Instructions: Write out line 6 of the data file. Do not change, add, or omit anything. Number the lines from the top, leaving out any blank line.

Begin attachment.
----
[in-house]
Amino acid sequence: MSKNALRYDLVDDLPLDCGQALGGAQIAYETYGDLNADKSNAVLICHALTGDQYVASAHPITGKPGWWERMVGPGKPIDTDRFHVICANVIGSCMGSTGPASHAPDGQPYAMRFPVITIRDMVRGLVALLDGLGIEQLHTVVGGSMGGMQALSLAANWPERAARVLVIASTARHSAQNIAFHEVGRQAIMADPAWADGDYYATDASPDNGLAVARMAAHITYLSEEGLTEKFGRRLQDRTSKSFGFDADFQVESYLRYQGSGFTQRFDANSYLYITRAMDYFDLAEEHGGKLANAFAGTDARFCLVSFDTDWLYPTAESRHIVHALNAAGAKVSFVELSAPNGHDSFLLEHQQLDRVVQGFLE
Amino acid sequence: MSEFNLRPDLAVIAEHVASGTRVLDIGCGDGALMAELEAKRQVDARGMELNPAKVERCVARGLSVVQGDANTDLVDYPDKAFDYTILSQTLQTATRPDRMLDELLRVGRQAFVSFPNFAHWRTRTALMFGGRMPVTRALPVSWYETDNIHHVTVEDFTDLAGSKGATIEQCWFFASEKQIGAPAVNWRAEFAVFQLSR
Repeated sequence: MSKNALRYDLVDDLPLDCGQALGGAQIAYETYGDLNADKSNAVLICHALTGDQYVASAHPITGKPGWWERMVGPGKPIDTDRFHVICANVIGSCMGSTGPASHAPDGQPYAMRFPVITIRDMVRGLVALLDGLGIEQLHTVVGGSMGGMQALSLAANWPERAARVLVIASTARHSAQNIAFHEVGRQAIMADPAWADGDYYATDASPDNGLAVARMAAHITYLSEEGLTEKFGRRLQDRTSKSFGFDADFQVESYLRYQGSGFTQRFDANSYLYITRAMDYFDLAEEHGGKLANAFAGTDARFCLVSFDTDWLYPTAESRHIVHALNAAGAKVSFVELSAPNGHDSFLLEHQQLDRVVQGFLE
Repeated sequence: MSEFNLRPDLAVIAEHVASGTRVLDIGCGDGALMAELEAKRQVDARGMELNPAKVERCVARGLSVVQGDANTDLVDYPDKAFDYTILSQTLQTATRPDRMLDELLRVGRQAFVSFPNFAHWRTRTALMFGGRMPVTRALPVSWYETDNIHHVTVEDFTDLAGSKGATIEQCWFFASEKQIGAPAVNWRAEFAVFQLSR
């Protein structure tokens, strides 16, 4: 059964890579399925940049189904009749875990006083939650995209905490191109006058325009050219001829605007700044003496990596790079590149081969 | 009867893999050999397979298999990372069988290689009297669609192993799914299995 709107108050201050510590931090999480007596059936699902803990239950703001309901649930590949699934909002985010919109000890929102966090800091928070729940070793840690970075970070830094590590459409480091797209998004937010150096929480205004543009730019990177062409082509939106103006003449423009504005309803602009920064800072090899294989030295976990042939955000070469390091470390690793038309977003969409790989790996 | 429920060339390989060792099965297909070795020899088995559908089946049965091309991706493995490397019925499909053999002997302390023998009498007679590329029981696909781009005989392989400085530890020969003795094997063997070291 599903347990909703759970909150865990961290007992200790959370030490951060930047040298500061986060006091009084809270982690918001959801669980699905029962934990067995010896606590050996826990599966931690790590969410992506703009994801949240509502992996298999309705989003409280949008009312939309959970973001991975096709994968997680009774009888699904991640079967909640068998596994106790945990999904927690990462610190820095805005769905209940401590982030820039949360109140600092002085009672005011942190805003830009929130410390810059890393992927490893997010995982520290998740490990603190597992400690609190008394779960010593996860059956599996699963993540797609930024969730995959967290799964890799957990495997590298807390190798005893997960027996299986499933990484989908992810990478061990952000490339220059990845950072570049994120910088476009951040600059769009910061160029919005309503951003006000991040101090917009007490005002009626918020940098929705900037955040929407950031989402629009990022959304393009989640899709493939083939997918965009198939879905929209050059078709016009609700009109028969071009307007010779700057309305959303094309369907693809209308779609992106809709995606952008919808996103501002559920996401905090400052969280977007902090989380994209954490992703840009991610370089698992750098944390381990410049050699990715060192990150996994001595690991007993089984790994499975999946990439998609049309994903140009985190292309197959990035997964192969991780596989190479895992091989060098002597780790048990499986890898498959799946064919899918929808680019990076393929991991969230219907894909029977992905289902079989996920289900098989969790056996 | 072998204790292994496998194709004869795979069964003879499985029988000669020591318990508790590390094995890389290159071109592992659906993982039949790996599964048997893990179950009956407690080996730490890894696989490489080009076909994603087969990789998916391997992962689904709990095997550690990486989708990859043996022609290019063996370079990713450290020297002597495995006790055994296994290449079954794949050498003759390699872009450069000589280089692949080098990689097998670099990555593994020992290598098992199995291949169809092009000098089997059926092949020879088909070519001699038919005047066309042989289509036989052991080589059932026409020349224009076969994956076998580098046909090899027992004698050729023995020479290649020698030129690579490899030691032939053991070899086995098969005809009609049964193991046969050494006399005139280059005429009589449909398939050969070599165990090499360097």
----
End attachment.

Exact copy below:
């Protein structure tokens, strides 16, 4: 059964890579399925940049189904009749875990006083939650995209905490191109006058325009050219001829605007700044003496990596790079590149081969 | 009867893999050999397979298999990372069988290689009297669609192993799914299995 709107108050201050510590931090999480007596059936699902803990239950703001309901649930590949699934909002985010919109000890929102966090800091928070729940070793840690970075970070830094590590459409480091797209998004937010150096929480205004543009730019990177062409082509939106103006003449423009504005309803602009920064800072090899294989030295976990042939955000070469390091470390690793038309977003969409790989790996 | 429920060339390989060792099965297909070795020899088995559908089946049965091309991706493995490397019925499909053999002997302390023998009498007679590329029981696909781009005989392989400085530890020969003795094997063997070291 599903347990909703759970909150865990961290007992200790959370030490951060930047040298500061986060006091009084809270982690918001959801669980699905029962934990067995010896606590050996826990599966931690790590969410992506703009994801949240509502992996298999309705989003409280949008009312939309959970973001991975096709994968997680009774009888699904991640079967909640068998596994106790945990999904927690990462610190820095805005769905209940401590982030820039949360109140600092002085009672005011942190805003830009929130410390810059890393992927490893997010995982520290998740490990603190597992400690609190008394779960010593996860059956599996699963993540797609930024969730995959967290799964890799957990495997590298807390190798005893997960027996299986499933990484989908992810990478061990952000490339220059990845950072570049994120910088476009951040600059769009910061160029919005309503951003006000991040101090917009007490005002009626918020940098929705900037955040929407950031989402629009990022959304393009989640899709493939083939997918965009198939879905929209050059078709016009609700009109028969071009307007010779700057309305959303094309369907693809209308779609992106809709995606952008919808996103501002559920996401905090400052969280977007902090989380994209954490992703840009991610370089698992750098944390381990410049050699990715060192990150996994001595690991007993089984790994499975999946990439998609049309994903140009985190292309197959990035997964192969991780596989190479895992091989060098002597780790048990499986890898498959799946064919899918929808680019990076393929991991969230219907894909029977992905289902079989996920289900098989969790056996 | 072998204790292994496998194709004869795979069964003879499985029988000669020591318990508790590390094995890389290159071109592992659906993982039949790996599964048997893990179950009956407690080996730490890894696989490489080009076909994603087969990789998916391997992962689904709990095997550690990486989708990859043996022609290019063996370079990713450290020297002597495995006790055994296994290449079954794949050498003759390699872009450069000589280089692949080098990689097998670099990555593994020992290598098992199995291949169809092009000098089997059926092949020879088909070519001699038919005047066309042989289509036989052991080589059932026409020349224009076969994956076998580098046909090899027992004698050729023995020479290649020698030129690579490899030691032939053991070899086995098969005809009609049964193991046969050494006399005139280059005429009589449909398939050969070599165990090499360097």